But what I'm really coming to understand is that I don't know how to sell to that crowd. The problem is clearly a lack of math. Not of math skills, but rather of math not coming anywhere near my understanding of reality. I think a lot of editors feel this way. And even most of the panels I see on it seem to be legions behind most marketing and sales know-how out there. For my journal to survive, though, I need to figure this out.
Versal will not receive funding from the Dutch government or any of the arts funds here, especially not now. And we'd rather end the journal than turn it into a cheaper product or move it entirely online. If we're going to be in the middle, we had better figure out how to be the middle too.

The 1 to 100 by August 1 campaign was set up before most of these realizations started taking form. I had the hunch, I guess, but now I have pie charts. And, typical me, the campaign was set up to fail. I knew we would never reach 100 sales in just 3.5 weeks. That's preposterous.

And that's also really sad. Right?

Last Wednesday, we had the rare opportunity to sit down with 9 upper level strategy consultants to talk about
Versal. They were appalled by some of the cliches we throw around every day. Like, writers are poor. Like, people submit to journals they've never read. Like, bookstores buy the journal at a 40% discount. Like, bookstores don't even buy it, they just take it on consignment.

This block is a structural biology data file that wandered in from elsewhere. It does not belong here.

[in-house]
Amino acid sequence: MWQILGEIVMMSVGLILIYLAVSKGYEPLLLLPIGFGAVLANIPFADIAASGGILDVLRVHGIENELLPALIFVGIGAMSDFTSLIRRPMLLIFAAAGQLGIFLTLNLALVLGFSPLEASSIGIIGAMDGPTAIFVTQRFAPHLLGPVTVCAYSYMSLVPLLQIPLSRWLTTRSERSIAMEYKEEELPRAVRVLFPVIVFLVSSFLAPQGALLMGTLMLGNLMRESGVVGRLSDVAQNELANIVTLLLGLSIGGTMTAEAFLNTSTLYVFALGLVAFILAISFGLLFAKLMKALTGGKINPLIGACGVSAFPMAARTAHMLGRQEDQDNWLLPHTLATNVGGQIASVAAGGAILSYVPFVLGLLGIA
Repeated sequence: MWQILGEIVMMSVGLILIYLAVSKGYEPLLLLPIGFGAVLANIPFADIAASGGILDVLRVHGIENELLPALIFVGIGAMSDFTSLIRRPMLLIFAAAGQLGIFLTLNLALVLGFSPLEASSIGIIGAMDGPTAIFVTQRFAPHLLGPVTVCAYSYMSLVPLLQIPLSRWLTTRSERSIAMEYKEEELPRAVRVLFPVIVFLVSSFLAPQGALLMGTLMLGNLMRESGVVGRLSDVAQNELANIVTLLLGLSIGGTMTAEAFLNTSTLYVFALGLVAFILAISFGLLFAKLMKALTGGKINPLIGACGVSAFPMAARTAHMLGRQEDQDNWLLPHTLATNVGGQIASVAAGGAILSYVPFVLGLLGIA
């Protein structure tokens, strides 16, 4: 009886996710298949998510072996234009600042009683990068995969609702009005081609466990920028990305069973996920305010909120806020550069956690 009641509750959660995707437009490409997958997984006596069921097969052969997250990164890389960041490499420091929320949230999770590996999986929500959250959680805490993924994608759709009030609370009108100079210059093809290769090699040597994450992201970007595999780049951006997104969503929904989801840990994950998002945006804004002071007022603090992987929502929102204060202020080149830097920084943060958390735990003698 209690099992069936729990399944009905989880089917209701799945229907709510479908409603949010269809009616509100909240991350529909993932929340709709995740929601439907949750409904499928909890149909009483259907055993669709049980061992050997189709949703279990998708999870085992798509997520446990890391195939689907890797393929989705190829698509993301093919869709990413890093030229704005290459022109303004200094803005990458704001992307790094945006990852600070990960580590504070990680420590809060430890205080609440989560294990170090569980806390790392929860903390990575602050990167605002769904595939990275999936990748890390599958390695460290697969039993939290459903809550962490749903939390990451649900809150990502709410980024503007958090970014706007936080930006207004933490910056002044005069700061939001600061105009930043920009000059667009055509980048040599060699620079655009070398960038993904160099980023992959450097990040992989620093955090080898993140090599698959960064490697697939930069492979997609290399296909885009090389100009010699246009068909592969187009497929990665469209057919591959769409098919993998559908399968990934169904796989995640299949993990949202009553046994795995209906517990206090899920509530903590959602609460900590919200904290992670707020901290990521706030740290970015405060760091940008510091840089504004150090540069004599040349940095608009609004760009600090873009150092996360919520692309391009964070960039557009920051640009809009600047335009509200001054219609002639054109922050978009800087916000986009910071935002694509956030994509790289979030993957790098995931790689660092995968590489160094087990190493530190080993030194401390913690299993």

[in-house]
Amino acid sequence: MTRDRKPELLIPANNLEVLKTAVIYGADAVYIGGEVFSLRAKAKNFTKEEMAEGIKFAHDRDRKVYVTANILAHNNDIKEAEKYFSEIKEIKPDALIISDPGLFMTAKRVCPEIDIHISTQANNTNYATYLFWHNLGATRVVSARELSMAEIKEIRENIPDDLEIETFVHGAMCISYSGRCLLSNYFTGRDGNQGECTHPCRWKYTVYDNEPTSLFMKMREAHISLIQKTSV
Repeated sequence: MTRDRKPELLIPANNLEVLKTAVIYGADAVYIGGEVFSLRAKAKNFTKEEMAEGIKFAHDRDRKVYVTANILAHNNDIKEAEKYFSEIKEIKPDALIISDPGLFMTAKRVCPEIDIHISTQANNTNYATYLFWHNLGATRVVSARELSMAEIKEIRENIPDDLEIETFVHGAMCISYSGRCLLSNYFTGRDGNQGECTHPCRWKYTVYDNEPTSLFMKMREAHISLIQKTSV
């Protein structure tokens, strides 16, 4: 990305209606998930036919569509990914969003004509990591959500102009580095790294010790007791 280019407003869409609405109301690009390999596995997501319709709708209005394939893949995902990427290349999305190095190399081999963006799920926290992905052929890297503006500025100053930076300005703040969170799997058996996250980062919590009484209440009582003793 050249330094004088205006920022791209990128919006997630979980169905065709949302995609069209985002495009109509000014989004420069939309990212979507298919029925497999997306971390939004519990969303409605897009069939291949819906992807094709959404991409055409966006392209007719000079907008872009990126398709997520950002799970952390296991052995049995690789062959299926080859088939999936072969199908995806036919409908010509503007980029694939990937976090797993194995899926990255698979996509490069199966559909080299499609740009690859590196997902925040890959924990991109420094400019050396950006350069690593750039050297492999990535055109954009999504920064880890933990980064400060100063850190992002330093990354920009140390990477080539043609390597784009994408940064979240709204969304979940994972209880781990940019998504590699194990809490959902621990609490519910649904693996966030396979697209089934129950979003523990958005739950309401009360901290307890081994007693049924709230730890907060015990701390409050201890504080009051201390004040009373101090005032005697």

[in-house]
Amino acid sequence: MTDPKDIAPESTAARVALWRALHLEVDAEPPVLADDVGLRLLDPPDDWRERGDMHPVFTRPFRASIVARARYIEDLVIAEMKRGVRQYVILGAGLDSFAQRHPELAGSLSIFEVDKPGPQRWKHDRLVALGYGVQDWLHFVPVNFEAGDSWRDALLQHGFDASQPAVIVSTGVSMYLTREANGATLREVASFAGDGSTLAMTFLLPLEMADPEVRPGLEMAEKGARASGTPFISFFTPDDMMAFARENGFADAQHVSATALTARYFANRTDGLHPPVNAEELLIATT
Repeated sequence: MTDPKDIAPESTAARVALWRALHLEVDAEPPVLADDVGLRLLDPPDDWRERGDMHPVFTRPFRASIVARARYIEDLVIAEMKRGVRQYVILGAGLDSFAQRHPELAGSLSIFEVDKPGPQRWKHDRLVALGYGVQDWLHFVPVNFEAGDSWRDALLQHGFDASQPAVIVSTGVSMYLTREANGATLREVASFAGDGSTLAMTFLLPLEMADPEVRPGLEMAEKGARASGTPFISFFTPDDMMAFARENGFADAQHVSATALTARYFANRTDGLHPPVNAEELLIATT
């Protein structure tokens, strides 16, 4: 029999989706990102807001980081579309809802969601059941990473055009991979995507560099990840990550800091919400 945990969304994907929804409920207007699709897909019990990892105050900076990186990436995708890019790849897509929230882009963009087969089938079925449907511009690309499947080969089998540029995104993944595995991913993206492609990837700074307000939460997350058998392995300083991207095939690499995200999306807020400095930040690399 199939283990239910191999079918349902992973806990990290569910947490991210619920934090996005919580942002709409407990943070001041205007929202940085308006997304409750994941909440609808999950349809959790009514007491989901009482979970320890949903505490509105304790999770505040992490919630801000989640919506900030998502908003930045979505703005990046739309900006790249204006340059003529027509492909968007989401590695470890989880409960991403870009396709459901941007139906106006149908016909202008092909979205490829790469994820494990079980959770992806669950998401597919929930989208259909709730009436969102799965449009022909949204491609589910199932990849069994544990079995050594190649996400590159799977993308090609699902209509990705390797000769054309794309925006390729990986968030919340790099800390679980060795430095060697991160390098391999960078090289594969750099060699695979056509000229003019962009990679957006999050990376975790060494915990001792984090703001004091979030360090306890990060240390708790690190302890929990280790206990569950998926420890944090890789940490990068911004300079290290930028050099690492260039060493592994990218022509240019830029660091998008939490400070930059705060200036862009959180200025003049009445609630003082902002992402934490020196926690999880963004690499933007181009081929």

I was floating after that meeting. I took a breath, got some perspective, confirmation that we navigate somewhat crazy waters here, that we model ourselves after the socialist university mags or the utopian zines but we're actually crashing against regular-old capitalist realities. So of course our survival has become rather freaktified and precarious.

But I'm not going to blame our community on this. It's not anyone else's fault that
Versal's sales numbers aren't high enough to pay for Versal. My failure here is ok. I'm not upset about it. We've survived almost ten years on sheer willpower. TEN YEARS. I'm really proud of us, we have made something truly unique in the literary world, and we're going to keep making it. With the fantastic team of editors and volunteers who support us, and our beautiful local community and greater global community, we're going to sell this f***er. To quote Miss Scarlett in Clue, August 1 is just a red herring.

This post is messy and these thoughts more so, but I'd love to hear your ideas on this if you have them. What do you think your role is as a writer, in terms of the literary world's economy? What would you like to see happen (not just with
Versal but with lit mags in general)? What measures has your journal taken to overcome some of these obstacles? etc. etc.